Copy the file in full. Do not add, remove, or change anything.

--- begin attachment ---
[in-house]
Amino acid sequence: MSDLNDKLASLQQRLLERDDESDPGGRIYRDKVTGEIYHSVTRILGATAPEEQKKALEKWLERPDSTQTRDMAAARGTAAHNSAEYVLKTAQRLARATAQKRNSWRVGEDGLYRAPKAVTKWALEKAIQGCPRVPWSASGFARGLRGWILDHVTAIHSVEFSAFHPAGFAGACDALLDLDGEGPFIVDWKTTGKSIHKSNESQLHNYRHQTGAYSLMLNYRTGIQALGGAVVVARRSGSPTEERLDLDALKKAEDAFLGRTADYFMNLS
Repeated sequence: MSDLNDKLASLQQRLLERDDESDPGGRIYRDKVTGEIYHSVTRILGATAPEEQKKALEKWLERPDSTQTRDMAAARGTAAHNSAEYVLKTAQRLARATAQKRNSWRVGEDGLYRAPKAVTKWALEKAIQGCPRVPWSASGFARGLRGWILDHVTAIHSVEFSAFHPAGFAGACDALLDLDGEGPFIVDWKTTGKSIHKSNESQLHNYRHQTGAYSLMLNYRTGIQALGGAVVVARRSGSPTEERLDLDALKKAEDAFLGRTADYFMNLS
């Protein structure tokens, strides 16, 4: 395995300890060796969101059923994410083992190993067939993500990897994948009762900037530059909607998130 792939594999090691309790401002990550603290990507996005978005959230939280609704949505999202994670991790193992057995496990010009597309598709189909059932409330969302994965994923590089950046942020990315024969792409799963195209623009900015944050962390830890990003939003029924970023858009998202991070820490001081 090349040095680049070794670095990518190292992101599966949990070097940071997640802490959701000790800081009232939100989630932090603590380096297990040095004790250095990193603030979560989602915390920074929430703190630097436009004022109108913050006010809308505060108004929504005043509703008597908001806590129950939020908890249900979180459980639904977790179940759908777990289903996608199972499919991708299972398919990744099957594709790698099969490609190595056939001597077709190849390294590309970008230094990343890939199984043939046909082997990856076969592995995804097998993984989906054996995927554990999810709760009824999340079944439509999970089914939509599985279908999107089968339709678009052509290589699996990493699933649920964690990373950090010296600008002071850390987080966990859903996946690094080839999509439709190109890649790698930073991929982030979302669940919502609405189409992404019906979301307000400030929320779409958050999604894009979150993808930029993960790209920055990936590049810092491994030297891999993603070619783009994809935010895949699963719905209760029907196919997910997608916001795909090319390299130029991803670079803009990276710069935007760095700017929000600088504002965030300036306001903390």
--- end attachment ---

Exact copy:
[in-house]
Amino acid sequence: MSDLNDKLASLQQRLLERDDESDPGGRIYRDKVTGEIYHSVTRILGATAPEEQKKALEKWLERPDSTQTRDMAAARGTAAHNSAEYVLKTAQRLARATAQKRNSWRVGEDGLYRAPKAVTKWALEKAIQGCPRVPWSASGFARGLRGWILDHVTAIHSVEFSAFHPAGFAGACDALLDLDGEGPFIVDWKTTGKSIHKSNESQLHNYRHQTGAYSLMLNYRTGIQALGGAVVVARRSGSPTEERLDLDALKKAEDAFLGRTADYFMNLS
Repeated sequence: MSDLNDKLASLQQRLLERDDESDPGGRIYRDKVTGEIYHSVTRILGATAPEEQKKALEKWLERPDSTQTRDMAAARGTAAHNSAEYVLKTAQRLARATAQKRNSWRVGEDGLYRAPKAVTKWALEKAIQGCPRVPWSASGFARGLRGWILDHVTAIHSVEFSAFHPAGFAGACDALLDLDGEGPFIVDWKTTGKSIHKSNESQLHNYRHQTGAYSLMLNYRTGIQALGGAVVVARRSGSPTEERLDLDALKKAEDAFLGRTADYFMNLS
């Protein structure tokens, strides 16, 4: 395995300890060796969101059923994410083992190993067939993500990897994948009762900037530059909607998130 792939594999090691309790401002990550603290990507996005978005959230939280609704949505999202994670991790193992057995496990010009597309598709189909059932409330969302994965994923590089950046942020990315024969792409799963195209623009900015944050962390830890990003939003029924970023858009998202991070820490001081 090349040095680049070794670095990518190292992101599966949990070097940071997640802490959701000790800081009232939100989630932090603590380096297990040095004790250095990193603030979560989602915390920074929430703190630097436009004022109108913050006010809308505060108004929504005043509703008597908001806590129950939020908890249900979180459980639904977790179940759908777990289903996608199972499919991708299972398919990744099957594709790698099969490609190595056939001597077709190849390294590309970008230094990343890939199984043939046909082997990856076969592995995804097998993984989906054996995927554990999810709760009824999340079944439509999970089914939509599985279908999107089968339709678009052509290589699996990493699933649920964690990373950090010296600008002071850390987080966990859903996946690094080839999509439709190109890649790698930073991929982030979302669940919502609405189409992404019906979301307000400030929320779409958050999604894009979150993808930029993960790209920055990936590049810092491994030297891999993603070619783009994809935010895949699963719905209760029907196919997910997608916001795909090319390299130029991803670079803009990276710069935007760095700017929000600088504002965030300036306001903390």